‘Local officiating at high level’

Seasoned CARIFTA track referee Andre Procope believes officiating in Barbados is on the right
path despite the logistical difficulties that exist in Barbadian athletics.

Having just completed his seventh Caribbean Free Trade Association (CARIFTA) Games as a
track referee at the Kirani James Stadium in Grenada, Procope said the quality of officials in
Barbados was good enough to be a more regular feature at events like these.

“We have a number of very good officials in Barbados,” he began. “I try to share my
experiences with them back home and let them know that we are on the right track. The truth
is many of our officials are as good as the ones you see at CARIFTA or even further

Procope also admitted that the lack of athletics infrastructure currently in Barbados has
impacted the development of more than just the athletes.

He said “It has been difficult recently as an official in Barbados. Some people are discouraged
given the lack of a track (national stadium) and prior to that COVID-19. We are hoping to get
them more enthused and rewarded so that they feel that they can play a role. One area in
which we are trying to get people more enthused about officiating is to rotate them around so
that they are not stuck overseeing the same events every day. Some prefer that to get familiar
but for those that wish, we can give them a wider experience of more events so that they know
they can progress whilst still making a contribution.”

In his position as First Vice President of the Athletics Association of Barbados (AAB), Procope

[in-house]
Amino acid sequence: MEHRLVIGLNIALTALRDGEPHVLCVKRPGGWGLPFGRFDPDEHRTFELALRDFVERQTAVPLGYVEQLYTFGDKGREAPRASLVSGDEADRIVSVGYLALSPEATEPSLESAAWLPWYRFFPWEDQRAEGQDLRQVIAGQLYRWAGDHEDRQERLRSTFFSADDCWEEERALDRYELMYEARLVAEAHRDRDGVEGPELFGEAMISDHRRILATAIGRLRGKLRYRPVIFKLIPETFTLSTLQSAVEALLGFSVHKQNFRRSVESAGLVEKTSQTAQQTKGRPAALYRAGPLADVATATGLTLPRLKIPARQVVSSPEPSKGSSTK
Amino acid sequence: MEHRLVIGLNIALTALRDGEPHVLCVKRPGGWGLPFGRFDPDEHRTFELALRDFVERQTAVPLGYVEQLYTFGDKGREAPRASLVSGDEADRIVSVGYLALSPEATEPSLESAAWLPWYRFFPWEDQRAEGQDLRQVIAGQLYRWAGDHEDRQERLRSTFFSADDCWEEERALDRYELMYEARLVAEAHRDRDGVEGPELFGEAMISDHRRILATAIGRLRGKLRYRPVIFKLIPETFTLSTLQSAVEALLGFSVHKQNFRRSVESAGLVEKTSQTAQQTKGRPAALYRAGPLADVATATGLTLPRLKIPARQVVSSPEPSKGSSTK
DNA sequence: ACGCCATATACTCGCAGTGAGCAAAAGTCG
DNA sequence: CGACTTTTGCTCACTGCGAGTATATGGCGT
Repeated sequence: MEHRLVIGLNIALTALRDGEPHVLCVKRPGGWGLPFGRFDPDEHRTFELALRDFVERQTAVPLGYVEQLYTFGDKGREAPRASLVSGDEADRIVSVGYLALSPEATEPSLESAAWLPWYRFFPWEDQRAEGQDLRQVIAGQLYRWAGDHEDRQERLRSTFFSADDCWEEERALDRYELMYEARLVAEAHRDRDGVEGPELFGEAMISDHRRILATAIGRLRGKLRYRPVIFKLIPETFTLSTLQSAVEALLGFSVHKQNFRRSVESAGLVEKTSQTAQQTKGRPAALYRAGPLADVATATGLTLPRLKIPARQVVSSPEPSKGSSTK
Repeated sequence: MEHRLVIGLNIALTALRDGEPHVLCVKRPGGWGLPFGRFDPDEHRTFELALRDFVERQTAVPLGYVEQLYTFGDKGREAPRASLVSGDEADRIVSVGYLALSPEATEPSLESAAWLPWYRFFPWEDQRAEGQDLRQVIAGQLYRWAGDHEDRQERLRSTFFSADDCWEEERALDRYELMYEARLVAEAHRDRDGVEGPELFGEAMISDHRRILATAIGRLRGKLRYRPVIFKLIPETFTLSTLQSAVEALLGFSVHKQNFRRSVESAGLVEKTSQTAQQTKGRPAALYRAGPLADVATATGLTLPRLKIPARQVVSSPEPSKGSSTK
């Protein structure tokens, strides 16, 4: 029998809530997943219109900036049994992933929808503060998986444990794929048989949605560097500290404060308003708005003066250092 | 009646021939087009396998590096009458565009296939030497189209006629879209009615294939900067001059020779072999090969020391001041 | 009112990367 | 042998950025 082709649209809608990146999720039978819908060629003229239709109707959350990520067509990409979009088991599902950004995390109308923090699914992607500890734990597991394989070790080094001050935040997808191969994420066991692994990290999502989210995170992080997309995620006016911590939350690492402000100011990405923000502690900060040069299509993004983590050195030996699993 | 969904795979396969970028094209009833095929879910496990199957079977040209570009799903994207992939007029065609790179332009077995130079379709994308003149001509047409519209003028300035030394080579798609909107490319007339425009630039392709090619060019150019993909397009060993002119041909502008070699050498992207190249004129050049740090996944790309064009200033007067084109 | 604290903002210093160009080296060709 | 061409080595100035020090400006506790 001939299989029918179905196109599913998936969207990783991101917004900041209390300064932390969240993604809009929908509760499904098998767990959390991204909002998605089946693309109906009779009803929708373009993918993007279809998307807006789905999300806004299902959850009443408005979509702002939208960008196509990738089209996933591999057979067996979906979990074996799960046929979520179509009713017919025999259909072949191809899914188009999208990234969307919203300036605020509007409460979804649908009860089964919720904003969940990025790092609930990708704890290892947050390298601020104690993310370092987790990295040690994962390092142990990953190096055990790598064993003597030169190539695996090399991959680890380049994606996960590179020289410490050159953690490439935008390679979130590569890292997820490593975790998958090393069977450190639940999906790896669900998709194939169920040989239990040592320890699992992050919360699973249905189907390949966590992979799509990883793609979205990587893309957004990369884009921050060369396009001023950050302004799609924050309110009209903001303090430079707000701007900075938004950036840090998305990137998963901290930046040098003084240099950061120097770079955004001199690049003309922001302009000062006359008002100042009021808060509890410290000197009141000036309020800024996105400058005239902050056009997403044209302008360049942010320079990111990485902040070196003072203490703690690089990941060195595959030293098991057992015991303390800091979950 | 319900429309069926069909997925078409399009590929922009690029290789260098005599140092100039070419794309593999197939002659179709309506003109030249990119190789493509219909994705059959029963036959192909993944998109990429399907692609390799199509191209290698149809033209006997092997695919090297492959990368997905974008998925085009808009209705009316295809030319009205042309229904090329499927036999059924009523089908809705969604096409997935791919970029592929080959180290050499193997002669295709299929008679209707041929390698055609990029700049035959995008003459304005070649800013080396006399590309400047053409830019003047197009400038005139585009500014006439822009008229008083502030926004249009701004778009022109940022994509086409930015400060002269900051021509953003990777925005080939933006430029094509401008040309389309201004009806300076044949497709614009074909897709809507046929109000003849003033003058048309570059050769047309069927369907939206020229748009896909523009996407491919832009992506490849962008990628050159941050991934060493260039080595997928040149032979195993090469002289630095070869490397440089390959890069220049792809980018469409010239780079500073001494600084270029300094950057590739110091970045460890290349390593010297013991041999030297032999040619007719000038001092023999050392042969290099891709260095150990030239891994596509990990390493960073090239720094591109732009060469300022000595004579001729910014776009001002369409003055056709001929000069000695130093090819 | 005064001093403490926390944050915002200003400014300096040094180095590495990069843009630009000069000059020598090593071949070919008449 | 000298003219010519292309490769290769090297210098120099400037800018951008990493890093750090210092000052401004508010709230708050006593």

has reaffirmed that the association will be striving to push the sport locally so that it maintains
its popularity for more than just the peak periods in the first quarter of the year.

Procope explained “We have a public relations team who have been given that mandate (of
increasing the sport’s popularity) so I know they will help push it so that the wider public in
Barbados hears more about track and field. I know that when the Barbados Secondary School
Athletics Championship (BSSAC) is on, everyone is interested and the same for National
Primary Schools Athletics Championships but especially outside of that we want to keep them
to know what’s going on.”

One of the things that would boost interest would be the provision of new infrastructure, most
notably the completion of the new stadium and that is not something beyond the notice of the

“We’ll keep pushing for the track. I know the stadium is a bit further off (unconfirmed reports
suggest that the new stadium will not arrive before 2028) and we will push for that as well. It
is good to have the Usain Bolt Sports Complex back but a lot of clubs don’t usually use it for
training so they are going to have to train on grass and non-ideal surfaces” the First Vice
President said.

Procope concluded “I must stress we aren’t pushing just for a track but for better facilities
across the board because I know the field eventers already feel like they are marginalised. We
need all of those (field eventers) and those are events where we have good athletes coming
through where competitions like CARIFTA we can get good medals. Track is much more

Barbados finished the 51st edition of the CARIFTA Games in thirteenth place with five medals,
their worst medal haul since the 1982 CARIFTA Games which were held in Jamaica. (JC)

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